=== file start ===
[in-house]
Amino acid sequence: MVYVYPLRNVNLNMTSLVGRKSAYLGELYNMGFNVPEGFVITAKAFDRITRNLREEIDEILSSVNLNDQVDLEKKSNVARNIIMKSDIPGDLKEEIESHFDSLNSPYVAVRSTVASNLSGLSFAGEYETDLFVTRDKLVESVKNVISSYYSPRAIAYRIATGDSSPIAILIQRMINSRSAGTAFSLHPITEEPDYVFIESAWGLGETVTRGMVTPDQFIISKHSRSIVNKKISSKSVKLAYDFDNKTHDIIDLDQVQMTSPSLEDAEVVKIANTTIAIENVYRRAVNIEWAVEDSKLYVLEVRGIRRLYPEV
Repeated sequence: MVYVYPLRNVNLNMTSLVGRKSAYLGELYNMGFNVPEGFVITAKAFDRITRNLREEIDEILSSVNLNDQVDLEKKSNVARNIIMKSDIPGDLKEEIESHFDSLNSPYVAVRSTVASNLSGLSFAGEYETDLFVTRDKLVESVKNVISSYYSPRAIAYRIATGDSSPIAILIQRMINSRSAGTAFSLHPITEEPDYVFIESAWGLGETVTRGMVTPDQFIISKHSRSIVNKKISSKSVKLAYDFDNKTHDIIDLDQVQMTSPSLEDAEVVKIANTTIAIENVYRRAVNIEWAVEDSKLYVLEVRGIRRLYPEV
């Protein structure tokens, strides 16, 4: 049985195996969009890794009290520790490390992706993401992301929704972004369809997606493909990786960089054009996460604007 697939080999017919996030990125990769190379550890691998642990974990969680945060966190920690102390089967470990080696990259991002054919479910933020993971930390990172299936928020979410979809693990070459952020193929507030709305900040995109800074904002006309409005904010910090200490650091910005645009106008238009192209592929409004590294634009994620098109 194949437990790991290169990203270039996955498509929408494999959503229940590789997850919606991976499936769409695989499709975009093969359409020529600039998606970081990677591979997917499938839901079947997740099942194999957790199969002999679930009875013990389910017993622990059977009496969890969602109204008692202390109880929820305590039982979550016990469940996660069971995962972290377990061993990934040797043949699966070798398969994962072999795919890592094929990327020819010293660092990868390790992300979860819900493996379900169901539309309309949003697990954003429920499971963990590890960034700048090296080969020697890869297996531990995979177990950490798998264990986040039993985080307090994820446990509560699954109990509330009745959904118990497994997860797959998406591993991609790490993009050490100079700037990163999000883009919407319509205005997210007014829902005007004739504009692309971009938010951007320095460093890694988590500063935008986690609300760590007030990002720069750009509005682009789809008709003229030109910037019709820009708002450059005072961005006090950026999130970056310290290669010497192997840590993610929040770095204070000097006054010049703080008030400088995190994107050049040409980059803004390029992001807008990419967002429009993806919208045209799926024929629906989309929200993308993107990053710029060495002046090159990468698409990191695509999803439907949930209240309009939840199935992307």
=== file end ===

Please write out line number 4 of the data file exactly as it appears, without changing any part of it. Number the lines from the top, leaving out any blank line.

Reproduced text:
């Protein structure tokens, strides 16, 4: 049985195996969009890794009290520790490390992706993401992301929704972004369809997606493909990786960089054009996460604007 697939080999017919996030990125990769190379550890691998642990974990969680945060966190920690102390089967470990080696990259991002054919479910933020993971930390990172299936928020979410979809693990070459952020193929507030709305900040995109800074904002006309409005904010910090200490650091910005645009106008238009192209592929409004590294634009994620098109 194949437990790991290169990203270039996955498509929408494999959503229940590789997850919606991976499936769409695989499709975009093969359409020529600039998606970081990677591979997917499938839901079947997740099942194999957790199969002999679930009875013990389910017993622990059977009496969890969602109204008692202390109880929820305590039982979550016990469940996660069971995962972290377990061993990934040797043949699966070798398969994962072999795919890592094929990327020819010293660092990868390790992300979860819900493996379900169901539309309309949003697990954003429920499971963990590890960034700048090296080969020697890869297996531990995979177990950490798998264990986040039993985080307090994820446990509560699954109990509330009745959904118990497994997860797959998406591993991609790490993009050490100079700037990163999000883009919407319509205005997210007014829902005007004739504009692309971009938010951007320095460093890694988590500063935008986690609300760590007030990002720069750009509005682009789809008709003229030109910037019709820009708002450059005072961005006090950026999130970056310290290669010497192997840590993610929040770095204070000097006054010049703080008030400088995190994107050049040409980059803004390029992001807008990419967002429009993806919208045209799926024929629906989309929200993308993107990053710029060495002046090159990468698409990191695509999803439907949930209240309009939840199935992307």